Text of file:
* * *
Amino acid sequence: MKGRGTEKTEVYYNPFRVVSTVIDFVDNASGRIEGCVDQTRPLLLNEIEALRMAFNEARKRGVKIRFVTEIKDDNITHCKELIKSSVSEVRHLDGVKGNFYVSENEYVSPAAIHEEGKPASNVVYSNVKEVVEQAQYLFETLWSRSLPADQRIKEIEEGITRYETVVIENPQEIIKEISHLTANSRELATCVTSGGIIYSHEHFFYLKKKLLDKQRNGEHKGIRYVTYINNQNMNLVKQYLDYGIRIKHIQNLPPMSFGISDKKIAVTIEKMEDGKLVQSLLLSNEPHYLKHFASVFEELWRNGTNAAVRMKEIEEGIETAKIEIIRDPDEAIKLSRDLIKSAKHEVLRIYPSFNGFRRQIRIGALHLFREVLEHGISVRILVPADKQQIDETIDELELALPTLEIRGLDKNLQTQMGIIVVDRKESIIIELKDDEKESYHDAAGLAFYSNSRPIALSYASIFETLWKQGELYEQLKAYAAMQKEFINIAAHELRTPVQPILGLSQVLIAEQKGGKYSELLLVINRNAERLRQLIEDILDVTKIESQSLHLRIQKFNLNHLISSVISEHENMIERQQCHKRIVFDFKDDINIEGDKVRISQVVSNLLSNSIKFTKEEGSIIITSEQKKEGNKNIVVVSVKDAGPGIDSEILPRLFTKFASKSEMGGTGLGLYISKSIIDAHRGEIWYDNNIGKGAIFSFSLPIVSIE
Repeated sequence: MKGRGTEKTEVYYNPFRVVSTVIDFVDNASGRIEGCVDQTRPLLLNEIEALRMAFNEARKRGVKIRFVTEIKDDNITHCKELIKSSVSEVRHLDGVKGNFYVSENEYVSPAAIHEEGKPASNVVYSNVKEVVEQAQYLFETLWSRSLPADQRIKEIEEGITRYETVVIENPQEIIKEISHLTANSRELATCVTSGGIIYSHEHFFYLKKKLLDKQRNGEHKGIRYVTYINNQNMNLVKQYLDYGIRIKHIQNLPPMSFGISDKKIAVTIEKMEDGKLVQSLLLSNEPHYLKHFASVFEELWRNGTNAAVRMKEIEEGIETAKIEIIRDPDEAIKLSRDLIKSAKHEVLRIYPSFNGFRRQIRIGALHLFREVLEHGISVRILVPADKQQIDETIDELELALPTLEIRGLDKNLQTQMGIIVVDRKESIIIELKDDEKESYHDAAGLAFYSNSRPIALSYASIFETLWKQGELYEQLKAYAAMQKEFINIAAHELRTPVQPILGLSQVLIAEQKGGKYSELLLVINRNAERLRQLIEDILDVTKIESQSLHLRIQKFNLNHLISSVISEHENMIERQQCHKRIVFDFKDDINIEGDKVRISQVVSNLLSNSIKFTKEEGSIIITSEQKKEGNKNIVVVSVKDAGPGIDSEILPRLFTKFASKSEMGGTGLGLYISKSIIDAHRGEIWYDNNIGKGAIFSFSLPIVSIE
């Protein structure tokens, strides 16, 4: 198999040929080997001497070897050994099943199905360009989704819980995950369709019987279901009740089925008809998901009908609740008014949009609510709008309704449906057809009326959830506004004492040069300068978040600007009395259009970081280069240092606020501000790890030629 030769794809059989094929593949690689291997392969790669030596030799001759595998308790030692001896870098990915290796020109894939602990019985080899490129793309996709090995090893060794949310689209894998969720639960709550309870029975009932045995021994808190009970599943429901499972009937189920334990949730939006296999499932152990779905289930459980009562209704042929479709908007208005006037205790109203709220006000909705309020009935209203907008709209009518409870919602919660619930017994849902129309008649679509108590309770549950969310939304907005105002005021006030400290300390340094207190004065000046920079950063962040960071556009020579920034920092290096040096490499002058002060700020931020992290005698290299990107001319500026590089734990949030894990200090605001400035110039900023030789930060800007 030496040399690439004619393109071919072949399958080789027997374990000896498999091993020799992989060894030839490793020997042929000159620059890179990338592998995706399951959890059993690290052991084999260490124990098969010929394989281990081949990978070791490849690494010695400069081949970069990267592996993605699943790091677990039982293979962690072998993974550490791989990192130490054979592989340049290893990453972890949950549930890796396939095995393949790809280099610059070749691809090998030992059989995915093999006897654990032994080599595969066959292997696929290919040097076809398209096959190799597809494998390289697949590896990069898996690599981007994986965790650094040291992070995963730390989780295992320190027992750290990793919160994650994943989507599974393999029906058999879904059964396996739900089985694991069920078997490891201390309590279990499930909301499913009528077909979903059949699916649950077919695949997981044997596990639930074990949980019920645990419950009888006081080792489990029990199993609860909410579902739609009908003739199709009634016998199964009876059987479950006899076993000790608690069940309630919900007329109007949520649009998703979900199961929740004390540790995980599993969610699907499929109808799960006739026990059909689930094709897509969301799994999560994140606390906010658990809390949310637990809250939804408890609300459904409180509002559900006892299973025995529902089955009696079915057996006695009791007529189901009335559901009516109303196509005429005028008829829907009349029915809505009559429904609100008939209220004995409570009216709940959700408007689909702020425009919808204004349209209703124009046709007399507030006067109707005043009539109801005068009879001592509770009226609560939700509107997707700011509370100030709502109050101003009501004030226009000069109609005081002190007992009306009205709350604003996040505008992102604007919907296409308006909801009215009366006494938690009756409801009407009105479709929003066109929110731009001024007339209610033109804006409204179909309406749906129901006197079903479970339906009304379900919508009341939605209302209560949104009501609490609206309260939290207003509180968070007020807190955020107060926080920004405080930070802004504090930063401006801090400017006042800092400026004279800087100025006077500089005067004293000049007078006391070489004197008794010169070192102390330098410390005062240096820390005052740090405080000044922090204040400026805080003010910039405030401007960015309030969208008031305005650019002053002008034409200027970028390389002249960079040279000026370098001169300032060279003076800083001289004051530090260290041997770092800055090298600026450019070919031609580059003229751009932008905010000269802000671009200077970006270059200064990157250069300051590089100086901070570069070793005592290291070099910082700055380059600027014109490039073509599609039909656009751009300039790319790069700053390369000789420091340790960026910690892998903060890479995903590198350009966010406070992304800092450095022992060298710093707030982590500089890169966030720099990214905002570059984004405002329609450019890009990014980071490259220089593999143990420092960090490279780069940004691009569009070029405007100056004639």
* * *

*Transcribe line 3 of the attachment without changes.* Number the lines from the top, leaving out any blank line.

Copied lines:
């Protein structure tokens, strides 16, 4: 198999040929080997001497070897050994099943199905360009989704819980995950369709019987279901009740089925008809998901009908609740008014949009609510709008309704449906057809009326959830506004004492040069300068978040600007009395259009970081280069240092606020501000790890030629 030769794809059989094929593949690689291997392969790669030596030799001759595998308790030692001896870098990915290796020109894939602990019985080899490129793309996709090995090893060794949310689209894998969720639960709550309870029975009932045995021994808190009970599943429901499972009937189920334990949730939006296999499932152990779905289930459980009562209704042929479709908007208005006037205790109203709220006000909705309020009935209203907008709209009518409870919602919660619930017994849902129309008649679509108590309770549950969310939304907005105002005021006030400290300390340094207190004065000046920079950063962040960071556009020579920034920092290096040096490499002058002060700020931020992290005698290299990107001319500026590089734990949030894990200090605001400035110039900023030789930060800007 030496040399690439004619393109071919072949399958080789027997374990000896498999091993020799992989060894030839490793020997042929000159620059890179990338592998995706399951959890059993690290052991084999260490124990098969010929394989281990081949990978070791490849690494010695400069081949970069990267592996993605699943790091677990039982293979962690072998993974550490791989990192130490054979592989340049290893990453972890949950549930890796396939095995393949790809280099610059070749691809090998030992059989995915093999006897654990032994080599595969066959292997696929290919040097076809398209096959190799597809494998390289697949590896990069898996690599981007994986965790650094040291992070995963730390989780295992320190027992750290990793919160994650994943989507599974393999029906058999879904059964396996739900089985694991069920078997490891201390309590279990499930909301499913009528077909979903059949699916649950077919695949997981044997596990639930074990949980019920645990419950009888006081080792489990029990199993609860909410579902739609009908003739199709009634016998199964009876059987479950006899076993000790608690069940309630919900007329109007949520649009998703979900199961929740004390540790995980599993969610699907499929109808799960006739026990059909689930094709897509969301799994999560994140606390906010658990809390949310637990809250939804408890609300459904409180509002559900006892299973025995529902089955009696079915057996006695009791007529189901009335559901009516109303196509005429005028008829829907009349029915809505009559429904609100008939209220004995409570009216709940959700408007689909702020425009919808204004349209209703124009046709007399507030006067109707005043009539109801005068009879001592509770009226609560939700509107997707700011509370100030709502109050101003009501004030226009000069109609005081002190007992009306009205709350604003996040505008992102604007919907296409308006909801009215009366006494938690009756409801009407009105479709929003066109929110731009001024007339209610033109804006409204179909309406749906129901006197079903479970339906009304379900919508009341939605209302209560949104009501609490609206309260939290207003509180968070007020807190955020107060926080920004405080930070802004504090930063401006801090400017006042800092400026004279800087100025006077500089005067004293000049007078006391070489004197008794010169070192102390330098410390005062240096820390005052740090405080000044922090204040400026805080003010910039405030401007960015309030969208008031305005650019002053002008034409200027970028390389002249960079040279000026370098001169300032060279003076800083001289004051530090260290041997770092800055090298600026450019070919031609580059003229751009932008905010000269802000671009200077970006270059200064990157250069300051590089100086901070570069070793005592290291070099910082700055380059600027014109490039073509599609039909656009751009300039790319790069700053390369000789420091340790960026910690892998903060890479995903590198350009966010406070992304800092450095022992060298710093707030982590500089890169966030720099990214905002570059984004405002329609450019890009990014980071490259220089593999143990420092960090490279780069940004691009569009070029405007100056004639």